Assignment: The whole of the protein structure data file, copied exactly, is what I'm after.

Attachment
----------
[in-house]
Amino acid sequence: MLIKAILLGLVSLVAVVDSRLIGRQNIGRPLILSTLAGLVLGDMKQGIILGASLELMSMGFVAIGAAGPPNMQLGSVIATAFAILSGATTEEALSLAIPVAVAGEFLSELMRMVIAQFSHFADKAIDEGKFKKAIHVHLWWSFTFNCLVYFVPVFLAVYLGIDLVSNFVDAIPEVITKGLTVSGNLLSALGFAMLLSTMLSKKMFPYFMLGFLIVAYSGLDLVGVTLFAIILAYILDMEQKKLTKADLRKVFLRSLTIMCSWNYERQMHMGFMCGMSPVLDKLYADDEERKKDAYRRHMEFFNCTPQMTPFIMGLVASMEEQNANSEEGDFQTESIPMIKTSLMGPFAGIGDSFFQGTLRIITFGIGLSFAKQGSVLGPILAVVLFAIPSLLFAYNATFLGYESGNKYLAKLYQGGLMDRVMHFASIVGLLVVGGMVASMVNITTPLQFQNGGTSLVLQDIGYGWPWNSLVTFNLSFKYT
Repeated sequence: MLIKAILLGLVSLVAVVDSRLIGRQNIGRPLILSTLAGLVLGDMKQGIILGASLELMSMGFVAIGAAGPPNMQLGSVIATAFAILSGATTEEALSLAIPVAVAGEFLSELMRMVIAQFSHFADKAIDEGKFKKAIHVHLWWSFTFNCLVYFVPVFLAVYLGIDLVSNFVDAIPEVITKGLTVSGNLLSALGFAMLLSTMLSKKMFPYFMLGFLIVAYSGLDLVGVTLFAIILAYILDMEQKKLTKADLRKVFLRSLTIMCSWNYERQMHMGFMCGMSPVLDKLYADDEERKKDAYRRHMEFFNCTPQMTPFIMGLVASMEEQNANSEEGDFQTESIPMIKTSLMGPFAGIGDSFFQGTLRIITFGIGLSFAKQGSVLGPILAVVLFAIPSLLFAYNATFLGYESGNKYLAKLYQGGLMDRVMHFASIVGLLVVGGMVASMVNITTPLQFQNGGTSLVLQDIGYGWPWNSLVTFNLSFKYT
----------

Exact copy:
[in-house]
Amino acid sequence: MLIKAILLGLVSLVAVVDSRLIGRQNIGRPLILSTLAGLVLGDMKQGIILGASLELMSMGFVAIGAAGPPNMQLGSVIATAFAILSGATTEEALSLAIPVAVAGEFLSELMRMVIAQFSHFADKAIDEGKFKKAIHVHLWWSFTFNCLVYFVPVFLAVYLGIDLVSNFVDAIPEVITKGLTVSGNLLSALGFAMLLSTMLSKKMFPYFMLGFLIVAYSGLDLVGVTLFAIILAYILDMEQKKLTKADLRKVFLRSLTIMCSWNYERQMHMGFMCGMSPVLDKLYADDEERKKDAYRRHMEFFNCTPQMTPFIMGLVASMEEQNANSEEGDFQTESIPMIKTSLMGPFAGIGDSFFQGTLRIITFGIGLSFAKQGSVLGPILAVVLFAIPSLLFAYNATFLGYESGNKYLAKLYQGGLMDRVMHFASIVGLLVVGGMVASMVNITTPLQFQNGGTSLVLQDIGYGWPWNSLVTFNLSFKYT
Repeated sequence: MLIKAILLGLVSLVAVVDSRLIGRQNIGRPLILSTLAGLVLGDMKQGIILGASLELMSMGFVAIGAAGPPNMQLGSVIATAFAILSGATTEEALSLAIPVAVAGEFLSELMRMVIAQFSHFADKAIDEGKFKKAIHVHLWWSFTFNCLVYFVPVFLAVYLGIDLVSNFVDAIPEVITKGLTVSGNLLSALGFAMLLSTMLSKKMFPYFMLGFLIVAYSGLDLVGVTLFAIILAYILDMEQKKLTKADLRKVFLRSLTIMCSWNYERQMHMGFMCGMSPVLDKLYADDEERKKDAYRRHMEFFNCTPQMTPFIMGLVASMEEQNANSEEGDFQTESIPMIKTSLMGPFAGIGDSFFQGTLRIITFGIGLSFAKQGSVLGPILAVVLFAIPSLLFAYNATFLGYESGNKYLAKLYQGGLMDRVMHFASIVGLLVVGGMVASMVNITTPLQFQNGGTSLVLQDIGYGWPWNSLVTFNLSFKYT